The organ system which really takes a beating in the process of continual stress management is the adrenal glands. This is the case because your adrenal gland is continually secreting hormones that prepare you for stressful situations of varying types.
If you’ve been in a “fight or flight” situation, you might notice how you reacted in this type of scenario. Your reaction is caused from adrenal hormone release which causes dry mouth, shaking hands, increased alertness, stomach tightness, and increased blood pressure and heart rate.
This is the classic “alarm phase” of the stress response which we have all felt from time to time. However, if the stress is of lower intensity but greater duration, this can cause the “exhaustion phase” to set in.
You don’t need to suffer from stress on your own. Here are some natural remedies which can help you manage this stress response and prevent the exhaustion that accompanies it:
This is classified as an herb, which has been used for hundreds of years in the Orient, in India, and in Russia to decrease fatigue, boost adrenal function, enhance sexual response, and improve athletic performance. Ginseng is a root which is grown, harvested, and aged. Roots which are at least seven or eight years old can be used to make tea or can be processed into a tincture or standardized extract capsule. The Panax ginseng variety, grown in Korea and China, are my favorites because they are very high in the active ginsenoside chemicals. Panax ginseng root can be consumed in one to two grams per day or 100-200 mg daily as a standardized extract.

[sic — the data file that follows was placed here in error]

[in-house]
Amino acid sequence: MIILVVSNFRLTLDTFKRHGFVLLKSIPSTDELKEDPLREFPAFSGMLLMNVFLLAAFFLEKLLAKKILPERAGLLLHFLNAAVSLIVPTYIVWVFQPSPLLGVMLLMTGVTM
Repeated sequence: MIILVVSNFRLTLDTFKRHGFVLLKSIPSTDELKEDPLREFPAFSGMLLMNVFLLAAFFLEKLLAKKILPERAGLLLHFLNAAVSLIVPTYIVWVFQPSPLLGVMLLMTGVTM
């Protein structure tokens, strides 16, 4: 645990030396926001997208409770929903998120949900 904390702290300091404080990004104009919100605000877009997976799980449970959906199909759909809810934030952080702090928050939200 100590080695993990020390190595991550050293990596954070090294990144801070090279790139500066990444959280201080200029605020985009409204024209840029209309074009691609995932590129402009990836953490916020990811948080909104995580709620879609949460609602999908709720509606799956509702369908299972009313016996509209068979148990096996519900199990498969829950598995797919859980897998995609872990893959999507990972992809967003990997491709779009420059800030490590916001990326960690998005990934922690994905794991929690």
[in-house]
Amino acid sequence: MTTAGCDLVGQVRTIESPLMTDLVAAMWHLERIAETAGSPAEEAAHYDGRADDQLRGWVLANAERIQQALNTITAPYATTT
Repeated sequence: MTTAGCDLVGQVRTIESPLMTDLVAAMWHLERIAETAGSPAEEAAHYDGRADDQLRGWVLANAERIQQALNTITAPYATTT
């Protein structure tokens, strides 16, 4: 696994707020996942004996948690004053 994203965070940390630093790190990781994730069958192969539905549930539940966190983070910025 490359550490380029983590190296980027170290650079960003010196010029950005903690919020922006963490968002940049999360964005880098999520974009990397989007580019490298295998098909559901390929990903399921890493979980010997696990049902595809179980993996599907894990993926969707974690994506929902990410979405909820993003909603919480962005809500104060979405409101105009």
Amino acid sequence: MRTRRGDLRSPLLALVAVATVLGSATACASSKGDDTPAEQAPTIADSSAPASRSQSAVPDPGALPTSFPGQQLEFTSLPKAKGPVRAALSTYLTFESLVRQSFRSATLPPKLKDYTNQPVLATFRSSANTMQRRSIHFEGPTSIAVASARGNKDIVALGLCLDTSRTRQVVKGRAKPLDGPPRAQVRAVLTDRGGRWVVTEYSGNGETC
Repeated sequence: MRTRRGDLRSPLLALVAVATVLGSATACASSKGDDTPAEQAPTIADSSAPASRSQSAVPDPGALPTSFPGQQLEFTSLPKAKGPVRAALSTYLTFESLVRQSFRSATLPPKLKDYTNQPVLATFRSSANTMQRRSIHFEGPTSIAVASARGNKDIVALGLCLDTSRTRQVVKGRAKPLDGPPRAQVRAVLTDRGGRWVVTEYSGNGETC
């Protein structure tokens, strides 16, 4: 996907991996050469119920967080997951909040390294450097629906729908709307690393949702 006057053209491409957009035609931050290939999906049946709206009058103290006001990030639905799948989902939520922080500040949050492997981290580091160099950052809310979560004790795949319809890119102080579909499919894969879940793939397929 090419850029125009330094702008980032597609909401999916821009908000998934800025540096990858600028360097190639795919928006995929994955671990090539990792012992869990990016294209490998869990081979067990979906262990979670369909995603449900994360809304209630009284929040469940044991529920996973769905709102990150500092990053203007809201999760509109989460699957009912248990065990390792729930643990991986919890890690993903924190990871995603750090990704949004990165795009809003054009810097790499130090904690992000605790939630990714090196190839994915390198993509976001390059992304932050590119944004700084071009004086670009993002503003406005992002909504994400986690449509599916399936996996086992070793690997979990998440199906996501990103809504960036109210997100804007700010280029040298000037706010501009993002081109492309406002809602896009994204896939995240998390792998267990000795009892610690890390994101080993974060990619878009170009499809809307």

Similar to ginseng, this product is also an herb that has been used for many years in Russia to delay fatigue, battle stress, improve mental alertness, and enhance physical performance. It’s more effective if you gradually increase your consumption of this herb. Begin by taking 200 mg per day of a standardized extract with food. In several weeks, the dosage can be increased to 200 mg, two to three times per day with food.
During periods of stress, the adrenal gland utilizes large amounts of vitamin C to manufacture adrenal hormones. Consume foods high in vitamin C such as citrus fruits, berries, red peppers, and sweet potato. I have found that most people require an additional source of vitamin C so supplements containing 500 mg of vitamin C can be taken several times daily during higher periods of stress.
MORE: Vitamin C for your heart
High levels of stress over time can increase the need for B vitamins as your body cannot store them and intake of B vitamins can vary greatly. People who eat diets containing higher amounts of refined carbohydrates are more susceptible to lower B vitamin intake. These vitamins, especially B-6 (pyridoxine) and B-5 (pantothenic acid), are key nutrients in boosting the adrenal gland. I recommend a high-potency formula which contains 50 mg each of B-5 and B-6.
This mineral is important to help support the adrenal gland and the immune system. These two systems work in conjunction with each other. Have you ever wondered why you get sick when you are run-down? Foods that are higher in zinc include seafood, oysters, meat, beans, and poultry. Try eating more of these foods on a daily basis. In addition, taking daily supplements containing 10 mg of zinc citrate may not be a bad idea, as your need for zinc during high periods of stress may warrant this.
This is also a mineral which supports adrenal function and the immune system. Prolonged stress levels can increase your need for magnesium. The adrenal gland needs magnesium to produce adrenal hormones, so my recommendation for you is to think about eating more whole grains, nuts, seeds, bran and green leafy vegetables daily or supplementing with 300-500 mg of magnesium citrate per day.
Kim, H.G., et al., “Antifatigue Effects of Panax ginseng C.A. Meyer: A Randomised, Double-Blind, Placebo-Controlled Trial,” PLoS One. April 17, 2013; 8(4): e61271.
Hung, S.K., et al., “The effectiveness and efficacy of Rhodiola rosea L.: a systematic review of randomized clinical trials,” Phytomedicine. February 15, 2011; 18(4): 235-44.
Murray, M., et al., Encyclopedia of Natural Healing (Prima Publishing, 1998): 175-187